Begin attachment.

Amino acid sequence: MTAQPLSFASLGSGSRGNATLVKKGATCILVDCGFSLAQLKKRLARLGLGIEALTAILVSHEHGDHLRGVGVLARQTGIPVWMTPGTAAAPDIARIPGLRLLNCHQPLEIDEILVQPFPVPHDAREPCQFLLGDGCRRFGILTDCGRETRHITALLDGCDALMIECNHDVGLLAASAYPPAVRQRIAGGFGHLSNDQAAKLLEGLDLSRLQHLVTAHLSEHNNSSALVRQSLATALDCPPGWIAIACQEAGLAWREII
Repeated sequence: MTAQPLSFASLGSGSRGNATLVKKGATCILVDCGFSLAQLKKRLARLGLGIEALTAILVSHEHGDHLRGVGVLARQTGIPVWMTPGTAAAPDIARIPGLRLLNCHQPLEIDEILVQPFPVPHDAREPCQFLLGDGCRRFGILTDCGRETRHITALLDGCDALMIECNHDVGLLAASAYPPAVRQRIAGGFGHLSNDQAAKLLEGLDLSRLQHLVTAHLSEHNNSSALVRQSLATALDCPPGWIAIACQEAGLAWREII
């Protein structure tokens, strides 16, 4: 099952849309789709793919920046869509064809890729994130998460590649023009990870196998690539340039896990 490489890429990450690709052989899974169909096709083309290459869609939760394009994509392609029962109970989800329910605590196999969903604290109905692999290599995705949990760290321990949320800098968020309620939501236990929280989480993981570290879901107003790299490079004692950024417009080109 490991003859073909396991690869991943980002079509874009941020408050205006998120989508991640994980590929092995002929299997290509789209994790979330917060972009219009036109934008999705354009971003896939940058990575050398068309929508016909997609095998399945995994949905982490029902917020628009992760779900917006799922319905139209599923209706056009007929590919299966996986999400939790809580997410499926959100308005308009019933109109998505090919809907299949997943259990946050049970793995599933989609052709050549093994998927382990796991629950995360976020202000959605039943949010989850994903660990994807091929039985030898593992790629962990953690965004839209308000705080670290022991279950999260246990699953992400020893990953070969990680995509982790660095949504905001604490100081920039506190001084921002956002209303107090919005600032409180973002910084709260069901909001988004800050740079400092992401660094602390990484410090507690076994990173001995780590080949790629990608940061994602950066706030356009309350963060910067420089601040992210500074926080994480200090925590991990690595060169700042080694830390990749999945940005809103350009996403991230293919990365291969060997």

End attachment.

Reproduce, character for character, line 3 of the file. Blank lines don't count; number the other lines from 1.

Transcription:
């Protein structure tokens, strides 16, 4: 099952849309789709793919920046869509064809890729994130998460590649023009990870196998690539340039896990 490489890429990450690709052989899974169909096709083309290459869609939760394009994509392609029962109970989800329910605590196999969903604290109905692999290599995705949990760290321990949320800098968020309620939501236990929280989480993981570290879901107003790299490079004692950024417009080109 490991003859073909396991690869991943980002079509874009941020408050205006998120989508991640994980590929092995002929299997290509789209994790979330917060972009219009036109934008999705354009971003896939940058990575050398068309929508016909997609095998399945995994949905982490029902917020628009992760779900917006799922319905139209599923209706056009007929590919299966996986999400939790809580997410499926959100308005308009019933109109998505090919809907299949997943259990946050049970793995599933989609052709050549093994998927382990796991629950995360976020202000959605039943949010989850994903660990994807091929039985030898593992790629962990953690965004839209308000705080670290022991279950999260246990699953992400020893990953070969990680995509982790660095949504905001604490100081920039506190001084921002956002209303107090919005600032409180973002910084709260069901909001988004800050740079400092992401660094602390990484410090507690076994990173001995780590080949790629990608940061994602950066706030356009309350963060910067420089601040992210500074926080994480200090925590991990690595060169700042080694830390990749999945940005809103350009996403991230293919990365291969060997």